Some varieties of salmon like Oncorhynchus gorbusha are preferable to consume raw, they have great flavor even without any seasoning. Other varieties with dark flesh and high fat content when raw seem almost intolerable to me. Is to possible by some curing process to make their taste closer to neutral?

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    I'm not clear on which salmon you're talking about that you dislike; I'm not that familiar with salmon with "dark flesh and high fat content". Can you link to articles or pictures? – FuzzyChef Dec 20 '19 at 6:41
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    It sounds like you're describing sockeye salmon or possibly coho, which both have darker flesh. Sockeye, is also fattier & stronger tasting. I'm not posting this as an answer because it goes against your question's premise, but... You should consider cooking it if you want to make the taste less intense. Raw fish simply has a much more intense "fish" flavor compared to cooked fish. – AMtwo Dec 20 '19 at 12:05

My suggestion would be if you don't like the taste don't buy the fish in the first place, however if you have bought fish and then found out it's too strong a flavor there are a few things you can do:

  • A squeeze of lemon: acidity is a well known and frequently used way to cut fatty, oily flavors
  • Sugar rub: coating the flesh with some sugar and letting it sit in the fridge for 30 minutes to an hour draws out moisture and the sugar will impart some flavor, just get rid of the excess before you eat it
  • Salt rub: similar to sugar you can do the same thing with salt, I do a mix

You could do a full cure as well but it seems overkill and isn't likely to do more than a shorter rub. I'd suggest starting with lemon and seeing if that helps, if it doesn't I'd be tempted to cook it instead of spending a lot of time and effort making it more palatable raw.


I work on a gillnet boat in Alaska for a few weeks each summer. Here are some tips:

  • Get the freshest fish you can. I know you asked about the curing process specifically, but it all starts here. Anything you do after this is just masking any off flavors. The older it is the more fishy and strongly flavored it becomes.

  • If you can find it get fish that has been pressure bled. This is a process that occurs on the fishing vessel immediately after harvest where the blood is forced out with pressurized brine. It increases shelf life and removes some of the less desirable flavors present in the blood. In the US pressure bled is available for sockeye (red), chinook (king), and coho (silver), but not pink (humpy) or chum (keta/dog). I'm not familiar with other species, such as Atlantic salmon, so I can't comment on the availability for those.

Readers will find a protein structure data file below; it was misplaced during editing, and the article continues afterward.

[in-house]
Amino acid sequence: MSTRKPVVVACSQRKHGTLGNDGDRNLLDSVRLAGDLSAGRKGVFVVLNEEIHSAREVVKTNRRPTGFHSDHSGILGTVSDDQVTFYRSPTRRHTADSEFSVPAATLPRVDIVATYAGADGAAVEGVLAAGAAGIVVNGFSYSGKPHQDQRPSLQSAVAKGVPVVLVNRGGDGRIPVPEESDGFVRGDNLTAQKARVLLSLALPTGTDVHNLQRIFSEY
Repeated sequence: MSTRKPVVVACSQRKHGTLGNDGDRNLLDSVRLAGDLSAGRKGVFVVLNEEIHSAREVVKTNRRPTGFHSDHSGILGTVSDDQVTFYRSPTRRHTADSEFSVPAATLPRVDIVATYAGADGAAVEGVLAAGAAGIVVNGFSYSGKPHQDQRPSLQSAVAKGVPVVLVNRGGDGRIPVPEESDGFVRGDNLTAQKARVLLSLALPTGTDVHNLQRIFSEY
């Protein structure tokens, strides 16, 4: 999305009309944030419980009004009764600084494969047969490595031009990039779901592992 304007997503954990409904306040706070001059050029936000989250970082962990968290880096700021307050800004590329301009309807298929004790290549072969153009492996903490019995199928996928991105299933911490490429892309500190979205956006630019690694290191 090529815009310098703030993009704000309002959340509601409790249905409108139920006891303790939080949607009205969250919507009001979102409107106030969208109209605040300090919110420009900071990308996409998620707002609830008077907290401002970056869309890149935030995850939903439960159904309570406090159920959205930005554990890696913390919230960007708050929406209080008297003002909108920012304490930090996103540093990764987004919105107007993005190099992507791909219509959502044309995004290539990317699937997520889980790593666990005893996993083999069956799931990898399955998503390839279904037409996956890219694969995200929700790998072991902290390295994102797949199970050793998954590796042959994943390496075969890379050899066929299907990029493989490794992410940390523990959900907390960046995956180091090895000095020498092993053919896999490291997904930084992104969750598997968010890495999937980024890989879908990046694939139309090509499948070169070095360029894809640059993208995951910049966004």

• Remove the brown or gray colored flesh next to the skin. It is more strongly flavored.

  • In my opinion sockeye salmon has the strongest flavor, and chinook is usually the fattiest (and by far the most expensive). Coho is somewhere in the middle. Pink is mild flavored, and has the benefit of being the most affordable, but you might want to give chum/keta a try too. I've never tried other species such as Atlantic salmon, so I can't give an opinion on those.

  • I've never tried it, but I can't imagine farmed salmon tastes better than wild. Their flesh is dyed, they are fed kibble, and are mass confined in pens.

  • Since we are talking about raw salmon: never eat raw salmon that has not been frozen long or cold enough to kill parasites. In the US sushi restaurants do this and so should you if you make it at home. You don't want to get anisakiasis or fish tapeworm, and never feed raw, unfrozen salmon to your dog. But don't let this scare you: just properly handle your fish and you and your dog will be fine.

  • How is salmon that is used for sushi prepared to prevent anisakiasis or fish tapeworm? – CrossRoads Dec 20 '19 at 19:10
  • @CrossRoads In the US it must be frozen first. I'll mention that in the answer. – llogan Dec 20 '19 at 19:11
  • Is that true for other fish also? I've had sushi at a few Japanese restaurants outside of the Boston, MA area and it has all been rather tasty. (whereas previously I had never had sushi, sashimi, etc., ever.) I do like cooked fish as well. – CrossRoads Dec 20 '19 at 19:16
  • @CrossRoads Yes, other fish as well are frozen first which is good because I've seen anisakis/pseudoterranova in halibut, cod, herring, and others too. – llogan Dec 20 '19 at 19:18

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